Alfred Molina; photo: T. Charles Erickson
Alfred Molina and Jane Kaczmarek; photo: T. Charles Erickson
The title is drawn from a song by Australian singer/songwriter/actor Nick Cave. The song sings of the desperation of those left behind: "It will no longer be necessary. . .All the hatchets have been buried now. . .Your chain of command has been silenced now. . ." and so on. The play reflects the songs dark sentiments and takes us even deeper into despair. Certainly no one currently contemplating suicide should see this play about the non-specifics that suicide victims seem so often to ally themselves with on the road to self-destruction.
Director Anne Kauffman has guided her two players along the road with a large stick, a whip and a gun, just as a lion-tamer would do in the tanbark ring. There is a beautiful precision about all the choices, each one destined to break hearts. The play makes us care too deeply about people we really don't know. It is unavoidable, this feeling too intensely about what is happening. This is the route chosen for us to follow and we have no choice unless we leave the theater before the ending of the play. One thing is made very clear: life's ending is not universal, it is singular and personal and belongs only to the person who leaves life behind. What takes place in Don and Pam's home in the Autumn of their existence is theirs alone, though shared with us, the only witnesses to a new form of tragedy, a form that must exist in many places but - we staunchly hope - not where we are, not to us.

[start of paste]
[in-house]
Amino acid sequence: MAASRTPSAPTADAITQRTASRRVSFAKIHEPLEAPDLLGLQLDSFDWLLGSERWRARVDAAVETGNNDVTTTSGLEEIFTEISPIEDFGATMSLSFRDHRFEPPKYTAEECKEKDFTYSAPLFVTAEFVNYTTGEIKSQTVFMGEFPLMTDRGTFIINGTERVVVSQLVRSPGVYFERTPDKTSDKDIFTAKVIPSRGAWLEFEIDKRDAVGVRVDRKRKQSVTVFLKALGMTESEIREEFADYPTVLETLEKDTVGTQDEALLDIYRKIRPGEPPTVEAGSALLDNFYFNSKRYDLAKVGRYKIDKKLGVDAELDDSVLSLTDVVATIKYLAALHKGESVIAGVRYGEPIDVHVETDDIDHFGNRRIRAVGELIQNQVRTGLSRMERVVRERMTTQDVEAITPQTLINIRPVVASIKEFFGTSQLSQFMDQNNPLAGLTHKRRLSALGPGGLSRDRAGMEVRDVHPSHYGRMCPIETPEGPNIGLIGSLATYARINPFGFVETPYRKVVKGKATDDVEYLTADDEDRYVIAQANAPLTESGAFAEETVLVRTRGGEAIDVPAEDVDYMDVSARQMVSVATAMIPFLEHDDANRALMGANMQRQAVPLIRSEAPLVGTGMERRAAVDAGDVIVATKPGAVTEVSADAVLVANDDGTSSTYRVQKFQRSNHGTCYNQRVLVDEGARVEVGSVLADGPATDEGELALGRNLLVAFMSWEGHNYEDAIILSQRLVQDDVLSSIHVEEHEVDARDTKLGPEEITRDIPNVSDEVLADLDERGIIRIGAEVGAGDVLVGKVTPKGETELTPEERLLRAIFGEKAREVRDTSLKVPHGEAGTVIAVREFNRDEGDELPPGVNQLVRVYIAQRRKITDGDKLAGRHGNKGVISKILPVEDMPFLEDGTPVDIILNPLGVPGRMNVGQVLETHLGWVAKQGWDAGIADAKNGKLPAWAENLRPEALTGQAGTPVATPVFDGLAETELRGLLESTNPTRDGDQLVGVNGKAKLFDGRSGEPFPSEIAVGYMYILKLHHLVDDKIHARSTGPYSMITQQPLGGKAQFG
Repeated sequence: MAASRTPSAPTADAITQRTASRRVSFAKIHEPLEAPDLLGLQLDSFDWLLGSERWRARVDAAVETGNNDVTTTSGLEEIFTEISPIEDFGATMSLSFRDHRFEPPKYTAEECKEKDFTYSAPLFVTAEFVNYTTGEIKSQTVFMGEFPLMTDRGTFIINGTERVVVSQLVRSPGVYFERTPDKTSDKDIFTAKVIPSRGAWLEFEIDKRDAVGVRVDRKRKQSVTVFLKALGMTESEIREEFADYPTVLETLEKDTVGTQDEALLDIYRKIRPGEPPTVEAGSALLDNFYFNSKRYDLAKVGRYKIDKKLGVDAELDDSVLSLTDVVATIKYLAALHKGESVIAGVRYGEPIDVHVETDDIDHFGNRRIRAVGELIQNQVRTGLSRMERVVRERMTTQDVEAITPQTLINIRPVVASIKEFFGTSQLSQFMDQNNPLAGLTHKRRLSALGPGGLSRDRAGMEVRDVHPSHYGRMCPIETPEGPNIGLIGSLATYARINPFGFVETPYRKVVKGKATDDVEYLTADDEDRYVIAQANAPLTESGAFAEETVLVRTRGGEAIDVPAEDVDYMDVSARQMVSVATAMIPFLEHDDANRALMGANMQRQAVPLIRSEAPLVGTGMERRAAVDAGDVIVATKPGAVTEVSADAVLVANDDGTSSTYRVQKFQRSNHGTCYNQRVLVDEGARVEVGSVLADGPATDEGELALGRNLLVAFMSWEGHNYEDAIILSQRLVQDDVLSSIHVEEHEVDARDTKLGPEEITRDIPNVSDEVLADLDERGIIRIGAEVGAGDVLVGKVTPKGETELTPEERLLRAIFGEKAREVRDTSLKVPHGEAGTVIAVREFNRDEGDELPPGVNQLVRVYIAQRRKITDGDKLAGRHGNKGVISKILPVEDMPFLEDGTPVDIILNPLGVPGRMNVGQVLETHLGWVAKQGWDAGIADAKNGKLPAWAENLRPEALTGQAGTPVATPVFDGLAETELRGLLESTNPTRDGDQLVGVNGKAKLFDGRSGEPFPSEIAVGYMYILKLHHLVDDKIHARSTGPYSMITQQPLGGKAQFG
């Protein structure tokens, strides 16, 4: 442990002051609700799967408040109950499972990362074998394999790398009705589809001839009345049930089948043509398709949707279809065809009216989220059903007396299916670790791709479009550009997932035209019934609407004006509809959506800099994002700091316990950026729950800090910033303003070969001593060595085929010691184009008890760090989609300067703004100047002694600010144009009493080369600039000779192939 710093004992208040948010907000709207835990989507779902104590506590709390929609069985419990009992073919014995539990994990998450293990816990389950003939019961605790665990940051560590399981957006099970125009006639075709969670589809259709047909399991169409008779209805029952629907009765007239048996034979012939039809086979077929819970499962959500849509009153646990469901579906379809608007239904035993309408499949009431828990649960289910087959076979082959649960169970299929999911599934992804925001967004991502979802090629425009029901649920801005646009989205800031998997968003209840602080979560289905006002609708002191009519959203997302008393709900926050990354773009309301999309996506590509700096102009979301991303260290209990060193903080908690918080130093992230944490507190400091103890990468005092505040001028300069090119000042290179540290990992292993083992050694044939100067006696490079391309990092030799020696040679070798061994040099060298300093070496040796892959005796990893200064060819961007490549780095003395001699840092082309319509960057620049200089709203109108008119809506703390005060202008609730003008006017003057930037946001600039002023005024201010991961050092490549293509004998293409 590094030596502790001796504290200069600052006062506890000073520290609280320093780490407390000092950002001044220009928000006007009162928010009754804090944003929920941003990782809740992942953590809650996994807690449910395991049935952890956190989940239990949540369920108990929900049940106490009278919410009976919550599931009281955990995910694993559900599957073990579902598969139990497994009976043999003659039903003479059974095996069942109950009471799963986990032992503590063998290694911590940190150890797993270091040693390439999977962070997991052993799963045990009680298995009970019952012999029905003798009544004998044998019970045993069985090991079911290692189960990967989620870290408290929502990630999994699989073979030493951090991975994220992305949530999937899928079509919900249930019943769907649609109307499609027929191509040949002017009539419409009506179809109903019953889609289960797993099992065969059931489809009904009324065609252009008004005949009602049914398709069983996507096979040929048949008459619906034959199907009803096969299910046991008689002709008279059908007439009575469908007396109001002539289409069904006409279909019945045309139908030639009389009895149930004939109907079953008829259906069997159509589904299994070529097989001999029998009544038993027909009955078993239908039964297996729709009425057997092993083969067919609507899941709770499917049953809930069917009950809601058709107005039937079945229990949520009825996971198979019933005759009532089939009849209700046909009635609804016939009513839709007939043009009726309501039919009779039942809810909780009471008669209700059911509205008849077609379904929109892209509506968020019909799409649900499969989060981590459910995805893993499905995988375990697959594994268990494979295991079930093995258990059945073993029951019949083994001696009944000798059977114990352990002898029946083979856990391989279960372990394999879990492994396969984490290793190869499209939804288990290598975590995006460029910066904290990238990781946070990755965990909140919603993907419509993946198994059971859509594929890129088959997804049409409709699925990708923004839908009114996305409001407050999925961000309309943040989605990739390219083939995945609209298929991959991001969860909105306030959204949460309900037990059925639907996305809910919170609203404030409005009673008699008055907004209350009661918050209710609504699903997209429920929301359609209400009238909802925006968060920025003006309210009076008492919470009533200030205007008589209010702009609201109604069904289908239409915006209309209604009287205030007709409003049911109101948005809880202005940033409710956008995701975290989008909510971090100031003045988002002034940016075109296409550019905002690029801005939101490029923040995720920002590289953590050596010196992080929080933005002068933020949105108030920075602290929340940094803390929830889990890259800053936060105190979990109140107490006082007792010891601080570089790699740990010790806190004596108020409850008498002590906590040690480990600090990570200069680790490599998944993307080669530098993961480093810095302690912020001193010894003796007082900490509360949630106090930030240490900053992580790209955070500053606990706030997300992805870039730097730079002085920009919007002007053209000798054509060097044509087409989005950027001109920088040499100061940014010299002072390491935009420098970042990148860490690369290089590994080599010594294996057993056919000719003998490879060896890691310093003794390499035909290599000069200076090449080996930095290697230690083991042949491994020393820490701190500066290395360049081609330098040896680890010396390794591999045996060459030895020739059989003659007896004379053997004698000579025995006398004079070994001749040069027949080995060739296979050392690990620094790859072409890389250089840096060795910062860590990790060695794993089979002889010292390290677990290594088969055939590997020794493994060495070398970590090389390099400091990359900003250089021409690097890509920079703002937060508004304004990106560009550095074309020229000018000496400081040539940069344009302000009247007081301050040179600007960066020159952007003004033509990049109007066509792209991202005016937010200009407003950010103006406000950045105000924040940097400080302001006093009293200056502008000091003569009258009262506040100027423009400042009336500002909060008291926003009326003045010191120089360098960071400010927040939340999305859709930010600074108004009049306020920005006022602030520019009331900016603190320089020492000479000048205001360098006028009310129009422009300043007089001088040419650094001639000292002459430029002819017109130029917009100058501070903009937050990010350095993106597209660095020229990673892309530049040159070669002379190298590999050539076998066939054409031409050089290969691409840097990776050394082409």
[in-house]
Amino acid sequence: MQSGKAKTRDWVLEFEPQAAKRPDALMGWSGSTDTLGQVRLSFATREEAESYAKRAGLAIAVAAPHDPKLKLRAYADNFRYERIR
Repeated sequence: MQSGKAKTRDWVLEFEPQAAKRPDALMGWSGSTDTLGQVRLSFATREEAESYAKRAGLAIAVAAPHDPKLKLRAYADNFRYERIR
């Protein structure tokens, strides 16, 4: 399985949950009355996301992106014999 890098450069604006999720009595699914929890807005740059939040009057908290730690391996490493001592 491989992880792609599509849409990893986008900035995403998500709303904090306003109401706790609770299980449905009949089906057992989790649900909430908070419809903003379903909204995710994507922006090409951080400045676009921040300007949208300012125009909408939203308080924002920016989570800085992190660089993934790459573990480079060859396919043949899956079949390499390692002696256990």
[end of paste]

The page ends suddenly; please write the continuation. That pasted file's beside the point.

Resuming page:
This play, were it any longer, would be a killer. As it stands it is an experience unlike any other and, "movie-star-disease" be damned, it is one that can never be forgotten once it is in our hearts and minds.
And No More Shall We Part plays on the Nikos Stage at the Williamstown Theatre Festival's home, the '62 Center for Theatre and Dance at Williams College, 1000 Main Street, Williamstown, MA. For tickets and information call the box office at 413-597-3400 or go on line at wtfestival.org.